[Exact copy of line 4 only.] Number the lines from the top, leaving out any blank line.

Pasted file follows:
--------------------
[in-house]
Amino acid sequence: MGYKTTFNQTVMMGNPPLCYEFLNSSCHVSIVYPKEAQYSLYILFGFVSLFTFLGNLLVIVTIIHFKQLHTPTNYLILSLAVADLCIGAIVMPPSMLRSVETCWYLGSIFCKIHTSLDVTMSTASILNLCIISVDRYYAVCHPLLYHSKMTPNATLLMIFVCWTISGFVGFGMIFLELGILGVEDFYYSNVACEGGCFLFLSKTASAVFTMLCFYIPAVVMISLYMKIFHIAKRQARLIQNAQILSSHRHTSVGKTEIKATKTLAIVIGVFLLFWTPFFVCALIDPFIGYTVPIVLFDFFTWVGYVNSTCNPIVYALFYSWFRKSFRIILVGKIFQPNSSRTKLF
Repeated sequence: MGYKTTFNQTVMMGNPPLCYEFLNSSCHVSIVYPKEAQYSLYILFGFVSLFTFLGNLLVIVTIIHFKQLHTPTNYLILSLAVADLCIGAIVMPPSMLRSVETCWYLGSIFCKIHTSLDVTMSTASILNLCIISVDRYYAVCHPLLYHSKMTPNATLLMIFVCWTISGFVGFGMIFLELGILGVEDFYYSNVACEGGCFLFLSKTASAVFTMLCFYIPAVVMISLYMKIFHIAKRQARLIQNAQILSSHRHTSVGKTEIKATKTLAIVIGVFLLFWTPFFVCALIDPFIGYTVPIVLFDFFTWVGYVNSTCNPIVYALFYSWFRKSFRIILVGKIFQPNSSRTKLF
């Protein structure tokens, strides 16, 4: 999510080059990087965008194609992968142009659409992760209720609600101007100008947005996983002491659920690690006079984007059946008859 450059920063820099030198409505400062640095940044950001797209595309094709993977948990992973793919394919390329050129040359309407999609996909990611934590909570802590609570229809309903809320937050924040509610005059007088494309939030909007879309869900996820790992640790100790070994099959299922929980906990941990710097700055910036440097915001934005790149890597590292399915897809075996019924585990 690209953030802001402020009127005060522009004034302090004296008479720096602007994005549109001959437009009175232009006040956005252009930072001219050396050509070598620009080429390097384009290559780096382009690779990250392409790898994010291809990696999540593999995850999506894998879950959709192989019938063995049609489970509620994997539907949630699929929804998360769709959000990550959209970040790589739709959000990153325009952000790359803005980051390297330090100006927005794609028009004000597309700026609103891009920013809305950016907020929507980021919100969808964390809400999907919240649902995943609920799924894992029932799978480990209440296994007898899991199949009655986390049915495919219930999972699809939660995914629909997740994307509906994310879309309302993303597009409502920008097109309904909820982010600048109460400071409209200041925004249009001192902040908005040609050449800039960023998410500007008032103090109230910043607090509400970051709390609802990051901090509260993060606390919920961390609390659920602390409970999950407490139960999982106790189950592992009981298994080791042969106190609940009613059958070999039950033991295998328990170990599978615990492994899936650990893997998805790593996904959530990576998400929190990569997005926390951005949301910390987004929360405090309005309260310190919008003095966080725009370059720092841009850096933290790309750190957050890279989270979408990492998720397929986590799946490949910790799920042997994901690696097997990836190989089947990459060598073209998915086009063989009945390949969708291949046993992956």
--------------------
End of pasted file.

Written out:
């Protein structure tokens, strides 16, 4: 999510080059990087965008194609992968142009659409992760209720609600101007100008947005996983002491659920690690006079984007059946008859 450059920063820099030198409505400062640095940044950001797209595309094709993977948990992973793919394919390329050129040359309407999609996909990611934590909570802590609570229809309903809320937050924040509610005059007088494309939030909007879309869900996820790992640790100790070994099959299922929980906990941990710097700055910036440097915001934005790149890597590292399915897809075996019924585990 690209953030802001402020009127005060522009004034302090004296008479720096602007994005549109001959437009009175232009006040956005252009930072001219050396050509070598620009080429390097384009290559780096382009690779990250392409790898994010291809990696999540593999995850999506894998879950959709192989019938063995049609489970509620994997539907949630699929929804998360769709959000990550959209970040790589739709959000990153325009952000790359803005980051390297330090100006927005794609028009004000597309700026609103891009920013809305950016907020929507980021919100969808964390809400999907919240649902995943609920799924894992029932799978480990209440296994007898899991199949009655986390049915495919219930999972699809939660995914629909997740994307509906994310879309309302993303597009409502920008097109309904909820982010600048109460400071409209200041925004249009001192902040908005040609050449800039960023998410500007008032103090109230910043607090509400970051709390609802990051901090509260993060606390919920961390609390659920602390409970999950407490139960999982106790189950592992009981298994080791042969106190609940009613059958070999039950033991295998328990170990599978615990492994899936650990893997998805790593996904959530990576998400929190990569997005926390951005949301910390987004929360405090309005309260310190919008003095966080725009370059720092841009850096933290790309750190957050890279989270979408990492998720397929986590799946490949910790799920042997994901690696097997990836190989089947990459060598073209998915086009063989009945390949969708291949046993992956």